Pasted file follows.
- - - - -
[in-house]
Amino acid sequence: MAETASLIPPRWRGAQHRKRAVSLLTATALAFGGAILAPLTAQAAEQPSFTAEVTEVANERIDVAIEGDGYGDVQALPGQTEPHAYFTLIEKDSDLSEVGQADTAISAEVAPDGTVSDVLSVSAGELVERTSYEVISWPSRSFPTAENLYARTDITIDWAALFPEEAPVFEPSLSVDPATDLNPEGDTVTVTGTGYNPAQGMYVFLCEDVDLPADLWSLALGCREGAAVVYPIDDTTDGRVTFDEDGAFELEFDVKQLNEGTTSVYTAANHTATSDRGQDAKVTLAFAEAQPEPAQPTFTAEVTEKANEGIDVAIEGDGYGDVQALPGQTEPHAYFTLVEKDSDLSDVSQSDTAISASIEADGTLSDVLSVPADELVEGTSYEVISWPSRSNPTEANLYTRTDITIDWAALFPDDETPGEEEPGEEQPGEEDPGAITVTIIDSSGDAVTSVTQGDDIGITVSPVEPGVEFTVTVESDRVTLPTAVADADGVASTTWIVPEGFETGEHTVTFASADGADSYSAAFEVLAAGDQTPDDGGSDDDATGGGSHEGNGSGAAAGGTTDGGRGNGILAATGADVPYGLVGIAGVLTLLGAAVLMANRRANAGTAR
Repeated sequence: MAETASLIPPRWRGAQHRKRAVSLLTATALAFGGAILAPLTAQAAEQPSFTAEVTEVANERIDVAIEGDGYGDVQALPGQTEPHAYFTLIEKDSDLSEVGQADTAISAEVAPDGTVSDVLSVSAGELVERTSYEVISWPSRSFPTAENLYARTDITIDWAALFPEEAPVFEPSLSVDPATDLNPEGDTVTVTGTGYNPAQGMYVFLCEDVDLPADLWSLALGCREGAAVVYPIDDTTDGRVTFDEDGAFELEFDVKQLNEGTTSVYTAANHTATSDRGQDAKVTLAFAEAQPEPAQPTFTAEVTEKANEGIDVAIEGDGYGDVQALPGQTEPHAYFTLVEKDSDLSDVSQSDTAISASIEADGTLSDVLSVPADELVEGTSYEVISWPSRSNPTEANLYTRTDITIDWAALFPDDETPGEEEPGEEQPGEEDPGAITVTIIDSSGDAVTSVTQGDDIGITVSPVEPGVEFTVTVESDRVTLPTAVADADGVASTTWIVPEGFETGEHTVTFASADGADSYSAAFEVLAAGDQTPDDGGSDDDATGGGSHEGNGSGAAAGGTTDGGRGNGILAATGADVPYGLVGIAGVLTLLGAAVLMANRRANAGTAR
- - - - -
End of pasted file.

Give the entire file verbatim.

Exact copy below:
[in-house]
Amino acid sequence: MAETASLIPPRWRGAQHRKRAVSLLTATALAFGGAILAPLTAQAAEQPSFTAEVTEVANERIDVAIEGDGYGDVQALPGQTEPHAYFTLIEKDSDLSEVGQADTAISAEVAPDGTVSDVLSVSAGELVERTSYEVISWPSRSFPTAENLYARTDITIDWAALFPEEAPVFEPSLSVDPATDLNPEGDTVTVTGTGYNPAQGMYVFLCEDVDLPADLWSLALGCREGAAVVYPIDDTTDGRVTFDEDGAFELEFDVKQLNEGTTSVYTAANHTATSDRGQDAKVTLAFAEAQPEPAQPTFTAEVTEKANEGIDVAIEGDGYGDVQALPGQTEPHAYFTLVEKDSDLSDVSQSDTAISASIEADGTLSDVLSVPADELVEGTSYEVISWPSRSNPTEANLYTRTDITIDWAALFPDDETPGEEEPGEEQPGEEDPGAITVTIIDSSGDAVTSVTQGDDIGITVSPVEPGVEFTVTVESDRVTLPTAVADADGVASTTWIVPEGFETGEHTVTFASADGADSYSAAFEVLAAGDQTPDDGGSDDDATGGGSHEGNGSGAAAGGTTDGGRGNGILAATGADVPYGLVGIAGVLTLLGAAVLMANRRANAGTAR
Repeated sequence: MAETASLIPPRWRGAQHRKRAVSLLTATALAFGGAILAPLTAQAAEQPSFTAEVTEVANERIDVAIEGDGYGDVQALPGQTEPHAYFTLIEKDSDLSEVGQADTAISAEVAPDGTVSDVLSVSAGELVERTSYEVISWPSRSFPTAENLYARTDITIDWAALFPEEAPVFEPSLSVDPATDLNPEGDTVTVTGTGYNPAQGMYVFLCEDVDLPADLWSLALGCREGAAVVYPIDDTTDGRVTFDEDGAFELEFDVKQLNEGTTSVYTAANHTATSDRGQDAKVTLAFAEAQPEPAQPTFTAEVTEKANEGIDVAIEGDGYGDVQALPGQTEPHAYFTLVEKDSDLSDVSQSDTAISASIEADGTLSDVLSVPADELVEGTSYEVISWPSRSNPTEANLYTRTDITIDWAALFPDDETPGEEEPGEEQPGEEDPGAITVTIIDSSGDAVTSVTQGDDIGITVSPVEPGVEFTVTVESDRVTLPTAVADADGVASTTWIVPEGFETGEHTVTFASADGADSYSAAFEVLAAGDQTPDDGGSDDDATGGGSHEGNGSGAAAGGTTDGGRGNGILAATGADVPYGLVGIAGVLTLLGAAVLMANRRANAGTAR